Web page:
ICCL recruiting Project Officer (Justice)

16 Aug

ICCL is recruiting for the post of Project Officer (Justice).

Job Purpose: contribute to the delivery of the ICCL’s programme of criminal justice advocacy activities, including its EU-funded work, under the supervision of the Senior Research and Programme Policy Manager.

Key responsibilities:

  • design, delivery and publication of research projects with particular relation to ICCL’s commitment to human rights and criminal justice
  • supervision of research conducted to this end
  • draft responses to domestic or EU policy initiative or draft legislation
  • briefing on policy issues
  • liaising with expert groups and EU stakeholders

Candidate requirements:

  • qualification in law, human rights, international relations, related area
  • organisational/administrative skills
  • strong drafting abilities
  • good knowledge of Irish criminal law and EU law
  • knowledge of human rights an advantage
  • excellent legal research and writing skills

The closing date is 5pm Friday 29 August, please send completed applications (no CVs) to info@iccl.ie.

Interviews will take place the week of 8 September, the post begins at the end of September.

Read more about the post and download the application here.

Assistant Lecturer in Law/Criminology

13 Aug

DIT are recruiting an Assistant Lecturer in the area of Law/Criminology.

The ideal candidate will have:

  • Masters (must have been achieved by way of thesis/examination) (essential)
  • PhD in a related field
  • 3 years appropriate experience
  • Third-level teaching experience
  • Track record of scholarly activities including funding acquisition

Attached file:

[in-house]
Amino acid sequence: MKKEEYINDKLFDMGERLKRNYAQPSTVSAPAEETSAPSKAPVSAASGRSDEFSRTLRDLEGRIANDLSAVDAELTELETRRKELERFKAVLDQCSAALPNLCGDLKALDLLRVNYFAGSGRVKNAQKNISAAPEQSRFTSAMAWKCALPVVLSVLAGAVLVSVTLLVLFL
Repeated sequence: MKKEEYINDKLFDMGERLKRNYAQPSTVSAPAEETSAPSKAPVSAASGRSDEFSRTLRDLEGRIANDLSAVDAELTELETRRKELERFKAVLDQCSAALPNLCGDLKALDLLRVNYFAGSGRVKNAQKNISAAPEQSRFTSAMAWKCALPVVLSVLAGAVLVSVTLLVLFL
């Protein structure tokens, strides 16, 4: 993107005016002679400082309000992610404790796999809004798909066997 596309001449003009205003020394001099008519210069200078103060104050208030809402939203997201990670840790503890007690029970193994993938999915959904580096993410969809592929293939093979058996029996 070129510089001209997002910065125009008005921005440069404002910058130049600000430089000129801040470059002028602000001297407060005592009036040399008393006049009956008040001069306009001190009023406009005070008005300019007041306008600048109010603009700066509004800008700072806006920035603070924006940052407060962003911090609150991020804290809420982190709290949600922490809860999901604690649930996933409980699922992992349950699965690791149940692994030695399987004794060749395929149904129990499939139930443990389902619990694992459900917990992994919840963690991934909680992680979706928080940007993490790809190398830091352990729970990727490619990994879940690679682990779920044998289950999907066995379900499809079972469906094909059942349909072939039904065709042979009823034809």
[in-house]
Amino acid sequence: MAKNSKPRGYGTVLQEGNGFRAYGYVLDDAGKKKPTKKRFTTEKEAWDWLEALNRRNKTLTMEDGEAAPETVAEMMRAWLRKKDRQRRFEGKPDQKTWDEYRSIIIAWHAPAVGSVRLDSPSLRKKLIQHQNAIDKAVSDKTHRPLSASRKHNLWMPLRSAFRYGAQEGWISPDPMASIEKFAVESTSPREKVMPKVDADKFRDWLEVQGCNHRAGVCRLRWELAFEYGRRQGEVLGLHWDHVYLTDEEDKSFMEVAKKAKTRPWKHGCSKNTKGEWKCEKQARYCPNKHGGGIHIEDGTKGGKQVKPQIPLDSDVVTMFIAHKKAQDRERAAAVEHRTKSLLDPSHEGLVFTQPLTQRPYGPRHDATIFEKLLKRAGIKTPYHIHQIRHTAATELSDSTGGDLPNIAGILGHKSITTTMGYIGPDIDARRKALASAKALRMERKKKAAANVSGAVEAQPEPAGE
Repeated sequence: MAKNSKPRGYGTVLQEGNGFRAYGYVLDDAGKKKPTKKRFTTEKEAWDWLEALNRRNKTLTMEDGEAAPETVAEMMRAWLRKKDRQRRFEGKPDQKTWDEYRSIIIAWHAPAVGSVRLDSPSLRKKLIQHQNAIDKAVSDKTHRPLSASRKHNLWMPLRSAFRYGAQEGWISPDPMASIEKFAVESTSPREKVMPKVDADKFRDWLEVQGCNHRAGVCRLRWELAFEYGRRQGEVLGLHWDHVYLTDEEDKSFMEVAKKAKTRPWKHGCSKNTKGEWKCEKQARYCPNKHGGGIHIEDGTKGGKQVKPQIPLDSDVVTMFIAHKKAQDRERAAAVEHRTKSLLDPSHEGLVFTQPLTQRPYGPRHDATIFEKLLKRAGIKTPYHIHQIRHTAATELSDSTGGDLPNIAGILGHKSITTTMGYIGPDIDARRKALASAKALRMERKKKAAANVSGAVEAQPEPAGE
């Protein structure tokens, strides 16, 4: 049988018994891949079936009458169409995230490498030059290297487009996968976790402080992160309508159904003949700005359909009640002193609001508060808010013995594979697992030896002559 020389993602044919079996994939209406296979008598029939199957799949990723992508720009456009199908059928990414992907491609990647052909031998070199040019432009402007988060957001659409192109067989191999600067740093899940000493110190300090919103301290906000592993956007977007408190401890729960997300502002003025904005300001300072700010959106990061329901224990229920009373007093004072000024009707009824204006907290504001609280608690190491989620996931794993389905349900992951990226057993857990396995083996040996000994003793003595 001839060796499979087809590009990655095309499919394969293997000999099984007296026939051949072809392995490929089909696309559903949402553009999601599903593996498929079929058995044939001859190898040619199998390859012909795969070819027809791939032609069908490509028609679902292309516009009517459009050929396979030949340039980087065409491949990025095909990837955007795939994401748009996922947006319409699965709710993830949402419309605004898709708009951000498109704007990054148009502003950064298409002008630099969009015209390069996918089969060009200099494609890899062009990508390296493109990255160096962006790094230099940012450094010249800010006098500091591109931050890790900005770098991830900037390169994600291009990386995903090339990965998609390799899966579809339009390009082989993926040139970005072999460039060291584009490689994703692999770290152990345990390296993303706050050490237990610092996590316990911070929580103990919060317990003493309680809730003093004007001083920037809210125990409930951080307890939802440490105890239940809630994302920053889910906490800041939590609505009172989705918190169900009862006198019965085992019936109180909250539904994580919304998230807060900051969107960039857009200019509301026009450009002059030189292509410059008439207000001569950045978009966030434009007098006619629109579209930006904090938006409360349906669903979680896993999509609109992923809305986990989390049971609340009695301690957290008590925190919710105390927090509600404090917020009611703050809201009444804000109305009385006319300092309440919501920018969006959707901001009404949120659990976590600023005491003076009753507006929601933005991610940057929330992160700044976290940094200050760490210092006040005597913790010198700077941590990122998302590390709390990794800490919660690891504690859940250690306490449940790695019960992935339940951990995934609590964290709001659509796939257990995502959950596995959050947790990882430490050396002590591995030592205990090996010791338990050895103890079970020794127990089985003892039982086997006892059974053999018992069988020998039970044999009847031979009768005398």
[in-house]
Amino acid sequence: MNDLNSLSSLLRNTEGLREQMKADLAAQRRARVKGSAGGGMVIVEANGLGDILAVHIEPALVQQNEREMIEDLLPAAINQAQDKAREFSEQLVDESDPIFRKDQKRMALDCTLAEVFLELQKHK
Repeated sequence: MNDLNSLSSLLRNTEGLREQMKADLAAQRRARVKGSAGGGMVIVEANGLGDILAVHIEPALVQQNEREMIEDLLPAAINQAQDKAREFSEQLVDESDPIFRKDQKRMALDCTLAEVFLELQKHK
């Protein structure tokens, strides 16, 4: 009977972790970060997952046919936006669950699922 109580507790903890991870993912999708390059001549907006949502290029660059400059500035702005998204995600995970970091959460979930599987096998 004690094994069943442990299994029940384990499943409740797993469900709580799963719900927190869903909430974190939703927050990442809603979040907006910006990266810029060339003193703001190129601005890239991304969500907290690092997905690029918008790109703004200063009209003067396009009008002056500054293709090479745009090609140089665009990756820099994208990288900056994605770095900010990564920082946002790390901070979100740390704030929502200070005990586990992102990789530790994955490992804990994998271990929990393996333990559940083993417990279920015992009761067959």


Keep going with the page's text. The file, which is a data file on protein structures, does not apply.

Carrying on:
• Experience of e-learning

The position is Specified Purpose to cover another member of staff’s authorised leave.

This is a whole-time post, in addition to teaching hours of approx. 20 hours per week, the candidate will be expected to be present on-site from Monday to Friday.

The closing date is Friday 22 August, for further information contact Dr Kevin Lalor (kevin.lalor@dit.ie).

See further information and where to apply by visiting here.

Call for Abstracts – Challenging Social Injustice in Ireland

30 Jul

The UCD School of Social Justice 2015 marks the 25th anniversary of Equality Studies and Women’s Studies in UCD and the 10th anniversary of the UCD School of Social Justice. To mark these milestones, the School of Social Justice is hosting a conference which aims to bring together scholars working in these fields to present on the issue of ‘Challenging Social Injustice in Ireland: Learning from the Past, Actions for the Future’.

The conference will take place on Saturday 4 October 2014, in the UCD Student Centre in Belfield, and a call for abstracts is now open.

Submissions can take the form of:

  • Full paper (15 minutes to present, 250 word abstract, 5,000 paper)
  • Short paper (5 minutes to present, 150 word abstract, 500 word presentation)
  • Poster presentation
  • Practice stand (NGOs, groups etc)

Abstracts should include your name and affiliation, an overview of your research (max. 100 words), format of your presentation, and a short bio. Suitable papers will be collated for publication post-conference.

Abstracts should be submitted to ssjconference2014@gmail.com before 12 September 2014.

Please see conference flyer with more information UCD SSJ Conference Call for Abstracts.

Invitation to Tender: Research Projects

23 Jul

The IPRT are inviting tenders for two upcoming research projects:

1. Pre-trial detention: Monitoring Alternative and Judicial Decision-Making Process

2. Prison Litigation Network

The successful candidates will have:

  • Postgraduate degree in a relevant discipline; Knowledge of the Irish legal and criminal justice systems;
  • Experience in utilisation of a range of research methods, including survey design and distribution, interviews, hearing observations and desk-based research; experience of both qualitative and quantitative research;
  •  Experience in interpretation of EU led research protocols and adapting national research  designs as appropriate; experience in seeking and obtaining ethical approval for research purpose;